Saturday, March 1, 2008

Types of Investors

From what I understand, there's three broad groups of investors in the market:

Long-term Investors
These sorts look at the fundamentals of a holding and buy for the long term, weathering out the ups and downs in order to see long term gains. Most consumers seem to long term investors, and it's certainly the mentality that's pushed by the financial services industry. The good thing is that over long periods of time, stocks and other investments do rise, so for things like retirement funds, long-term investing does work.

The downside is that because long-term investors hold on through the down cycle, they have to see higher returns on the up side in order to arrive at the same place as others. In recessions, markets usually lose around 30% of their value, and have lost as much as 50%, so when things recover, long term investors need to see a gain of 42%, and as much as 100% just to get back where they started. Another problem, particularly with small individual investors, is the panic psychology...many of us, and I include myself here, will panic when we've lost 10%-20%, and end up selling off, and then missing the recovery. This has been one of my biggest problems in my past dealings with mutual funds, and something I'm hoping to avoid going forward.

Traders -
Traders keep an active watch on the market, look for bargains, and then sell when they've seen the return they're looking for. Some traders also look for overpriced stocks to sell short, and again, cover them when they've seen their target return. From what I know, this involves taking into account the fundamentals of a company, as well as technical analysis on how it's trading. I'll discuss what I've learned about analysis in another post.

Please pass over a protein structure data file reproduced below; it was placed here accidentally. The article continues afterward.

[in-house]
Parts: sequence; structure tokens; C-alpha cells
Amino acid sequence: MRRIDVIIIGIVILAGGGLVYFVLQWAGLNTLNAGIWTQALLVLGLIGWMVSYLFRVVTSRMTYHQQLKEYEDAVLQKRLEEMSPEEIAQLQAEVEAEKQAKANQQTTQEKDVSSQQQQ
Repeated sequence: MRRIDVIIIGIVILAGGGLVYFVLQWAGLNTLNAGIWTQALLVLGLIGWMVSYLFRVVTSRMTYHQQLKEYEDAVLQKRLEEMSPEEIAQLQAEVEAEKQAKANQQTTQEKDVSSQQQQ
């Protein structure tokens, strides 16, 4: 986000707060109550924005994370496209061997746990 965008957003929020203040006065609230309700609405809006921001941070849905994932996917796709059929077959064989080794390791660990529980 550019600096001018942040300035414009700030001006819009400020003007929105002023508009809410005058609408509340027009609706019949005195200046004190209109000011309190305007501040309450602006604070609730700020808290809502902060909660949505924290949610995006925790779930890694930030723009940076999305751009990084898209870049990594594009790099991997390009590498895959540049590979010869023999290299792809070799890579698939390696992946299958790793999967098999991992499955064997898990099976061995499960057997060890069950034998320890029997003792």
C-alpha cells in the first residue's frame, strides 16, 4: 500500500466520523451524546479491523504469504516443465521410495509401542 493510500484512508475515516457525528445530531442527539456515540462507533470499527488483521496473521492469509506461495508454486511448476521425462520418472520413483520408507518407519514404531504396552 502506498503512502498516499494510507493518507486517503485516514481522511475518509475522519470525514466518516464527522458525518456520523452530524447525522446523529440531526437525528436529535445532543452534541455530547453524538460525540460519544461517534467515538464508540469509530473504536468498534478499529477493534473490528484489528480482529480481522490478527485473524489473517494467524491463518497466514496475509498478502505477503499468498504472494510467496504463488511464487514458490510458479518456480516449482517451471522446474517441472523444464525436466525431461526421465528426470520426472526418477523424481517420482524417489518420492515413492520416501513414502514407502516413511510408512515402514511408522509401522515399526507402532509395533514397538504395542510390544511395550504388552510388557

Speculators -
These are your high risk, high reward types. There's a lot of grey space between trading and speculation, but basically what makes a speculator different is that they completely discount the fundamentals of a company, and focus entirely on short term movements in the market.

Myself, I'm aiming to be more of a trader than anything else. Shorter term profits, hopefully, but still keep track of the fundamentals of a company, so if it doesn't go up as expected, I can confidently hang on until it does.

No comments: